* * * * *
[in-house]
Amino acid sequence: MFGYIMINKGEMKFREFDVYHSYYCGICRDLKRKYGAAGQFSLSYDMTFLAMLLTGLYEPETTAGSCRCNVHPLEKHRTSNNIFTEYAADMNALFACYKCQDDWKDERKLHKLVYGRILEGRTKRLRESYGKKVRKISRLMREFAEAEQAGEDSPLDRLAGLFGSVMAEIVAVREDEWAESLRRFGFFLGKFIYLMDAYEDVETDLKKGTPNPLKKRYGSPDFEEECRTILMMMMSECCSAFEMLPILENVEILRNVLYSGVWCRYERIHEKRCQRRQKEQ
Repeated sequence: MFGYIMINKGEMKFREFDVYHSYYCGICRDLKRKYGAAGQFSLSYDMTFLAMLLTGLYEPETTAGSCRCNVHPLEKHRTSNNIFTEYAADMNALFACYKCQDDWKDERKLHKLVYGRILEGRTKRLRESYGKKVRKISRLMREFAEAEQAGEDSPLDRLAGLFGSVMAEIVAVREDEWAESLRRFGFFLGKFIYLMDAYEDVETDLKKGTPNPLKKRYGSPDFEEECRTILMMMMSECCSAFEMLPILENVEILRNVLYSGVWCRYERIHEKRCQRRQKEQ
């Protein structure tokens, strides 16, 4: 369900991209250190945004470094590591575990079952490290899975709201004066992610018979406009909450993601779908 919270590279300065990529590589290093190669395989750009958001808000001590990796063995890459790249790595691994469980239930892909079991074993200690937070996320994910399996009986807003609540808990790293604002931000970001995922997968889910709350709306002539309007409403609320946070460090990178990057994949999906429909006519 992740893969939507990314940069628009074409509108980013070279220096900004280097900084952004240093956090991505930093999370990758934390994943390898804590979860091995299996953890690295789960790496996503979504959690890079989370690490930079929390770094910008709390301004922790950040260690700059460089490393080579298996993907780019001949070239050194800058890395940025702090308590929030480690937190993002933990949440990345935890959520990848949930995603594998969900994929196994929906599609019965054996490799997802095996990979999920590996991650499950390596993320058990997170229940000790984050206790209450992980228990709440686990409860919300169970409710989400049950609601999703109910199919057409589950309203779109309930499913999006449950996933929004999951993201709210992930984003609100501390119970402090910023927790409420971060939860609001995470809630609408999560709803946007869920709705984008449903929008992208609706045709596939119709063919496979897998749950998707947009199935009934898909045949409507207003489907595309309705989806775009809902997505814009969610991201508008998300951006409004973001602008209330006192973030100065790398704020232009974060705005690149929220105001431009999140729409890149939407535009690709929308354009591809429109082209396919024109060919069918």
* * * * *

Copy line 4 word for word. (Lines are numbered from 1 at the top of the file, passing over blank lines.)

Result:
């Protein structure tokens, strides 16, 4: 369900991209250190945004470094590591575990079952490290899975709201004066992610018979406009909450993601779908 919270590279300065990529590589290093190669395989750009958001808000001590990796063995890459790249790595691994469980239930892909079991074993200690937070996320994910399996009986807003609540808990790293604002931000970001995922997968889910709350709306002539309007409403609320946070460090990178990057994949999906429909006519 992740893969939507990314940069628009074409509108980013070279220096900004280097900084952004240093956090991505930093999370990758934390994943390898804590979860091995299996953890690295789960790496996503979504959690890079989370690490930079929390770094910008709390301004922790950040260690700059460089490393080579298996993907780019001949070239050194800058890395940025702090308590929030480690937190993002933990949440990345935890959520990848949930995603594998969900994929196994929906599609019965054996490799997802095996990979999920590996991650499950390596993320058990997170229940000790984050206790209450992980228990709440686990409860919300169970409710989400049950609601999703109910199919057409589950309203779109309930499913999006449950996933929004999951993201709210992930984003609100501390119970402090910023927790409420971060939860609001995470809630609408999560709803946007869920709705984008449903929008992208609706045709596939119709063919496979897998749950998707947009199935009934898909045949409507207003489907595309309705989806775009809902997505814009969610991201508008998300951006409004973001602008209330006192973030100065790398704020232009974060705005690149929220105001431009999140729409890149939407535009690709929308354009591809429109082209396919024109060919069918």